4 Elements of Effective Feedback

My immaturity is exposed when it comes to providing and receiving feedback. In 2018, I am committing to changing the way I do this as a leader. One of the reasons I am posting this in a public forum is to open myself up for healthy feedback whenever I provide or receive it incorrectly from this point forward. I have dwindled feedback into four different elements that might help you in the development of your team.

  1. The Feedback Window — The time in which the feedback is provided. Most of the time, in leadership and especially in marriage, I have discovered that when you provide the feedback is just as critical as to what the nature of the feedback is. I have lived in the reality of saying the right thing at the wrong time for a long time. The revelation to the reality of a feedback window allows for both parties to expect an interaction that they can be prepared for. Feedback that surprises, that is, feedback without warning, won’t stick because of how much it stings. Recognizing and identifying your own feedback window is the first step. Audit your reactions to previous feedback sessions and set up the ideal time to receive outsider insight. This is extremely practical and something I wish I would have learned 10 years ago when starting out in full-time ministry. I would have been mature enough to recognize my emotional vulnerability and it would have brought more composure to my demeanor during those meetings. The second step is making sure you know when the recipient’s window is. This way you can time your delivery to match their window. Great leaders know their own window and the window of those they lead. Auditing my ministry career, I could have saved myself losing a ton of sound technicians had I waited until the appropriate time to provide feedback on the feedback. My feedback window is from Monday after lunch to Tuesday evening. This is critically important for me to realize. Even more important for my team to realize. By Monday at noon, I have slept, ate & exercised prior to hearing how terrible my sermon was from someone who has never preached. That’s why I don’t do email until Monday evening.
  2. The Feedback Method — The way in which the feedback is delivered. We love to text in 2018. We love to hide behind tiny screens and deliver shots that neglect vocal tone and body language. This has gotten me in trouble on multiple occasions. Texting is quite possibly the worst method to deliver feedback in. It presents no context. It prohibits a genuine dialog. Now the flip side to feedback is the need for documentation that adjustments need to be made. Feedback without follow-up will result in repeated failure. There are very few methods that can replace a face to face meeting. My feedback method of preference is a face to face meeting with documentation as a follow-up.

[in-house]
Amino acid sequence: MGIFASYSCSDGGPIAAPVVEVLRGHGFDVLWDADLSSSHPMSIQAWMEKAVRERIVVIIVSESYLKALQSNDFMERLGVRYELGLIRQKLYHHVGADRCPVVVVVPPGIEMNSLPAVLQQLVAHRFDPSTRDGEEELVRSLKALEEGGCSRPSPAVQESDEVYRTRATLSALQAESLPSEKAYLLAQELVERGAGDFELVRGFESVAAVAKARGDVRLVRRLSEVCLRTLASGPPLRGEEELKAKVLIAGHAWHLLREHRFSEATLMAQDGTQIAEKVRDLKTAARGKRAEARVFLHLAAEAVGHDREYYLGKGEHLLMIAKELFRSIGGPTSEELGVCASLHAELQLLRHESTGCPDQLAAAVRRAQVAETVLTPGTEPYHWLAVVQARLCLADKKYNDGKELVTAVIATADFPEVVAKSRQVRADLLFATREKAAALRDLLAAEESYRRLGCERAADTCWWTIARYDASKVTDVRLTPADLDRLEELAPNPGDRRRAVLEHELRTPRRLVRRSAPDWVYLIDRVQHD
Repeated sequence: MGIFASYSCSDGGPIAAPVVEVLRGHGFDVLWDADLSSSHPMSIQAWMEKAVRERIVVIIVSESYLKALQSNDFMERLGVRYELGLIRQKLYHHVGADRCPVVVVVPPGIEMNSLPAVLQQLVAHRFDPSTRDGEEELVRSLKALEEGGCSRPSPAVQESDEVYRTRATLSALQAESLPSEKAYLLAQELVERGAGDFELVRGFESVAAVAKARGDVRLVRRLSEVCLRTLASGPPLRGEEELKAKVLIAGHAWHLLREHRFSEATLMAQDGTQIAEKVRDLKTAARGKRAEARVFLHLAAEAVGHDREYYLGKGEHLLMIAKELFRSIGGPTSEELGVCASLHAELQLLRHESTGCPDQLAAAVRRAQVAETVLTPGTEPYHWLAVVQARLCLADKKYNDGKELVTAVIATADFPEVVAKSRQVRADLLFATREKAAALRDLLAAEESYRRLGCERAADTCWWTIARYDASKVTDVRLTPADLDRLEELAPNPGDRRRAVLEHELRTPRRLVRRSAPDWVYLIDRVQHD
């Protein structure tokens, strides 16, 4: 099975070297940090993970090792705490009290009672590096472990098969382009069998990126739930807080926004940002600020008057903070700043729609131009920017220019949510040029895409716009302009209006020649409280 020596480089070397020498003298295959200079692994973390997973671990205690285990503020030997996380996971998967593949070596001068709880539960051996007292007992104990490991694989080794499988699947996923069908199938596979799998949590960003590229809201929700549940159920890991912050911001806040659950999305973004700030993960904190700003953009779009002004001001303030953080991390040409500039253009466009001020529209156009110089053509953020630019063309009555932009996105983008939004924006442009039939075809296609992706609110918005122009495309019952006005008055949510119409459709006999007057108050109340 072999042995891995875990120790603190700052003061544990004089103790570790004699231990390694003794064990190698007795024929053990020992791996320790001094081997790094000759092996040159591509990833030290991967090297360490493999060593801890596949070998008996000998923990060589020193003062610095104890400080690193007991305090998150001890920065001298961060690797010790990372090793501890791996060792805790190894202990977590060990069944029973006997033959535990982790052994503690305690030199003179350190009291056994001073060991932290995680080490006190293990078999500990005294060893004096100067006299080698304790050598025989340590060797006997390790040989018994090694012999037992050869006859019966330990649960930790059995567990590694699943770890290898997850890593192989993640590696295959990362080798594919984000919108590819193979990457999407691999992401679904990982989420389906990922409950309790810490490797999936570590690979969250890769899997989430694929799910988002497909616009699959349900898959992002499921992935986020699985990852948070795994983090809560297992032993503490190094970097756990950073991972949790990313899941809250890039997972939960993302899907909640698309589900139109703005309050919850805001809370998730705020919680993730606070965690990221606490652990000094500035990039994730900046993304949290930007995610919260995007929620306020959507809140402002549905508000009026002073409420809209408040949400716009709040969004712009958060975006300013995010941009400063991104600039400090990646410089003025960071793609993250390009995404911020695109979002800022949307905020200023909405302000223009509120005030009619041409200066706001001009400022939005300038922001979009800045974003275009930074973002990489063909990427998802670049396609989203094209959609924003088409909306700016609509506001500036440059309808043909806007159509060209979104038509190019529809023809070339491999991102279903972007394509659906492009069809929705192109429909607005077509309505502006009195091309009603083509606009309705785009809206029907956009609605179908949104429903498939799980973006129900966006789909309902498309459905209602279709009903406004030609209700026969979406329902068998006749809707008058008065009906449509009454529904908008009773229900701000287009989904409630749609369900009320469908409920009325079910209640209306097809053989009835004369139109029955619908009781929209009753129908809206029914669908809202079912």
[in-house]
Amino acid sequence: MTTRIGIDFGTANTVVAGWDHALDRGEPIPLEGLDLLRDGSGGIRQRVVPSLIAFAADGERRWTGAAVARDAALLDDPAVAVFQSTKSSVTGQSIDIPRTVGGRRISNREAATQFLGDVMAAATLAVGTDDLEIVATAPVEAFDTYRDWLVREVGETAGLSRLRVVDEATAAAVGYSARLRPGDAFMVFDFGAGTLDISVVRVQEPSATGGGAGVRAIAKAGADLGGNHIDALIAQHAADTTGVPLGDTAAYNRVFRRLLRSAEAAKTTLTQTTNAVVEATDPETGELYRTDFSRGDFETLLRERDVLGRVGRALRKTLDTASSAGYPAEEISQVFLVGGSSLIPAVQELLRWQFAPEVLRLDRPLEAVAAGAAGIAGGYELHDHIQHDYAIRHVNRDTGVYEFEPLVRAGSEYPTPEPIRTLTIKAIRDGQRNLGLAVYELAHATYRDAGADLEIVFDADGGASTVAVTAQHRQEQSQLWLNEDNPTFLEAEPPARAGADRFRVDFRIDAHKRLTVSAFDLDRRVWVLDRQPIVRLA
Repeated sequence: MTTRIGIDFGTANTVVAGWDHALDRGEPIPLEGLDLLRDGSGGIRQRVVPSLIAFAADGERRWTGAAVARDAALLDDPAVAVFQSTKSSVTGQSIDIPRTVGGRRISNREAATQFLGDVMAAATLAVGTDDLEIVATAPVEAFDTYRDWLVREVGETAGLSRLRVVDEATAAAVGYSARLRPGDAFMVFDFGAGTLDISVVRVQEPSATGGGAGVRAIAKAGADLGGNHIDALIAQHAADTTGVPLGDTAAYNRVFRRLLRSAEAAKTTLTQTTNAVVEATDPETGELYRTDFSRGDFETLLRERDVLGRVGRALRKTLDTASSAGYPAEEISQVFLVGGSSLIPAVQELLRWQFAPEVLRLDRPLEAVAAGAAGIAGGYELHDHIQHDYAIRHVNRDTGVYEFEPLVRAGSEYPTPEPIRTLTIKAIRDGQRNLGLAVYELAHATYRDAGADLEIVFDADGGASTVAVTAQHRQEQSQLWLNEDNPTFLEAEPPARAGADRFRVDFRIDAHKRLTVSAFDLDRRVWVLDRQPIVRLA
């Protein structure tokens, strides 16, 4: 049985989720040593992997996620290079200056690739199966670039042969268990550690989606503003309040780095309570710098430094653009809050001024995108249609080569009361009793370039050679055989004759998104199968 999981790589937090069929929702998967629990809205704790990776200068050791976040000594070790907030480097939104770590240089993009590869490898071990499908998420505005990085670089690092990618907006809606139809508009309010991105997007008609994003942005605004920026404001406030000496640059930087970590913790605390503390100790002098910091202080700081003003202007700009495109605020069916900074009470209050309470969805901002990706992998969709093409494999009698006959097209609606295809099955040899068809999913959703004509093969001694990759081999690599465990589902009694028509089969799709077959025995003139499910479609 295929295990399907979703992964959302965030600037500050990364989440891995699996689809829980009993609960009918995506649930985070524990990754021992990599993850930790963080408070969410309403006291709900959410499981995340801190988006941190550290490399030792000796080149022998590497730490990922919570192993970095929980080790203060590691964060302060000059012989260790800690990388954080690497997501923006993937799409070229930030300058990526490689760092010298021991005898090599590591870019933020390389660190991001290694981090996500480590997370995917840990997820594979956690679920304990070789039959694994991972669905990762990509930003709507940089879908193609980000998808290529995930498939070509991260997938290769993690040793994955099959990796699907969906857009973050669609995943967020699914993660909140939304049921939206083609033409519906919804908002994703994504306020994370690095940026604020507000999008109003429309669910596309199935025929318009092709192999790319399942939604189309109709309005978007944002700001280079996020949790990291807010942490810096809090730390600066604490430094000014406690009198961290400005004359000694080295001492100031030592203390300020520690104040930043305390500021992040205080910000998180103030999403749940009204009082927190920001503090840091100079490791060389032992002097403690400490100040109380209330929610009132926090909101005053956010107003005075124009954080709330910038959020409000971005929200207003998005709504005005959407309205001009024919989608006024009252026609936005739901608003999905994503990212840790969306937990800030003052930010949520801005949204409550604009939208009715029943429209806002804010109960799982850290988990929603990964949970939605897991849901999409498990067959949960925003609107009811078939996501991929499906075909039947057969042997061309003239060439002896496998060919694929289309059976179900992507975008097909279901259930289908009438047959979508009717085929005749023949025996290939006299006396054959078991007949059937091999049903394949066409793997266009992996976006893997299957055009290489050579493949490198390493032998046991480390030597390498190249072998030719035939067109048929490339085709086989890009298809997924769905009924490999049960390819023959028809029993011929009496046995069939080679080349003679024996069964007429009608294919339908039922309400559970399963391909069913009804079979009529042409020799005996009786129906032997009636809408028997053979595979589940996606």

3. The Feedback Frequency — The schedule in which the feedback is communicated provides consistency. A one-time feedback meeting leaves both parties in an unknown state. There needs to be an ongoing improvement plan. Frequency allows for the level of trust to increase as the relationship develops. Feedback given frequently will become easier over time. Attend enough staff meetings with Mike Santiago and eventually you will know what the expectations are. As trust levels rise, so does the ease of the delivery of feedback and the frequency of that feedback. When you give frequent feedback you get better at delivering it based on the core principles and not emotional responses to stuff that really doesn’t matter. My desire is to have feedback weekly. Because I preach every week and our church is open for a joint gathering every 6 days, this means that I need the frequency to be weekly.
  4. The Feedback Loop — The cycle in which the feedback is given and received. Correction is not feedback because correction does not allow for a loop to happen. When feedback is unidirectional, it’s really not feedback, instead, it’s actually correction. Correction is what I do when I discipline my kids, feedback is what I give and receive when I meet with my team. Correction comes from a place of authority, feedback comes from a place of authenticity. It is critical to let the door swing both ways in a setting where feedback is happening. Allow the recipient to voice not only their opinion, but to provide outsider insight to you as a team member.
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